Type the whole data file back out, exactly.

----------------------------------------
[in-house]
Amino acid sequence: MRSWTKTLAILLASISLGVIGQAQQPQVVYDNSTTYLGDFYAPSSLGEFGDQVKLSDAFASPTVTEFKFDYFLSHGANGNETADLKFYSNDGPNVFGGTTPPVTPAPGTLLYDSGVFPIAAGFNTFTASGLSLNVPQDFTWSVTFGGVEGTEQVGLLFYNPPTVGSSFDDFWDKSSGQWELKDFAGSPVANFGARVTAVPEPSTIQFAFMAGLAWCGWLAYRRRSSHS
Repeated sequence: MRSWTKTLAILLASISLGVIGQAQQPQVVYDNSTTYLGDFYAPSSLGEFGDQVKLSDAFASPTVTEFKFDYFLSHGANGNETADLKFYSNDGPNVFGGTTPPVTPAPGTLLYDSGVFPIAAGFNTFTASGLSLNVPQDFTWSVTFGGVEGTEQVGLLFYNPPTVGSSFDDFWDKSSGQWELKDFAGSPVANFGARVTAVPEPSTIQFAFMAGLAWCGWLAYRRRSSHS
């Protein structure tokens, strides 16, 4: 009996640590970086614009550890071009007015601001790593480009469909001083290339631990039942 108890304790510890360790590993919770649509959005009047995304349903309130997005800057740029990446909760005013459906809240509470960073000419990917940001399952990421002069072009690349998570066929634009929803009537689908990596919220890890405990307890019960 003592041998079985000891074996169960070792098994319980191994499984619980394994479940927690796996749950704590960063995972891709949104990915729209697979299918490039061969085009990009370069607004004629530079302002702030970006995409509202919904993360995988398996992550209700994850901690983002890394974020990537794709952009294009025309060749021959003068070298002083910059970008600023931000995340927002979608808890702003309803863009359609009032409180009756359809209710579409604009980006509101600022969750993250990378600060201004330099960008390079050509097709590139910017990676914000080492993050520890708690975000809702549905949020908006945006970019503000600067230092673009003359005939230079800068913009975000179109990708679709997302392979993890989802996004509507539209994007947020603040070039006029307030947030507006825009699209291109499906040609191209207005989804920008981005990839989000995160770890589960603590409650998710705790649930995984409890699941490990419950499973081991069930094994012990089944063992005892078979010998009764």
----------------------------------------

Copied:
[in-house]
Amino acid sequence: MRSWTKTLAILLASISLGVIGQAQQPQVVYDNSTTYLGDFYAPSSLGEFGDQVKLSDAFASPTVTEFKFDYFLSHGANGNETADLKFYSNDGPNVFGGTTPPVTPAPGTLLYDSGVFPIAAGFNTFTASGLSLNVPQDFTWSVTFGGVEGTEQVGLLFYNPPTVGSSFDDFWDKSSGQWELKDFAGSPVANFGARVTAVPEPSTIQFAFMAGLAWCGWLAYRRRSSHS
Repeated sequence: MRSWTKTLAILLASISLGVIGQAQQPQVVYDNSTTYLGDFYAPSSLGEFGDQVKLSDAFASPTVTEFKFDYFLSHGANGNETADLKFYSNDGPNVFGGTTPPVTPAPGTLLYDSGVFPIAAGFNTFTASGLSLNVPQDFTWSVTFGGVEGTEQVGLLFYNPPTVGSSFDDFWDKSSGQWELKDFAGSPVANFGARVTAVPEPSTIQFAFMAGLAWCGWLAYRRRSSHS
């Protein structure tokens, strides 16, 4: 009996640590970086614009550890071009007015601001790593480009469909001083290339631990039942 108890304790510890360790590993919770649509959005009047995304349903309130997005800057740029990446909760005013459906809240509470960073000419990917940001399952990421002069072009690349998570066929634009929803009537689908990596919220890890405990307890019960 003592041998079985000891074996169960070792098994319980191994499984619980394994479940927690796996749950704590960063995972891709949104990915729209697979299918490039061969085009990009370069607004004629530079302002702030970006995409509202919904993360995988398996992550209700994850901690983002890394974020990537794709952009294009025309060749021959003068070298002083910059970008600023931000995340927002979608808890702003309803863009359609009032409180009756359809209710579409604009980006509101600022969750993250990378600060201004330099960008390079050509097709590139910017990676914000080492993050520890708690975000809702549905949020908006945006970019503000600067230092673009003359005939230079800068913009975000179109990708679709997302392979993890989802996004509507539209994007947020603040070039006029307030947030507006825009699209291109499906040609191209207005989804920008981005990839989000995160770890589960603590409650998710705790649930995984409890699941490990419950499973081991069930094994012990089944063992005892078979010998009764």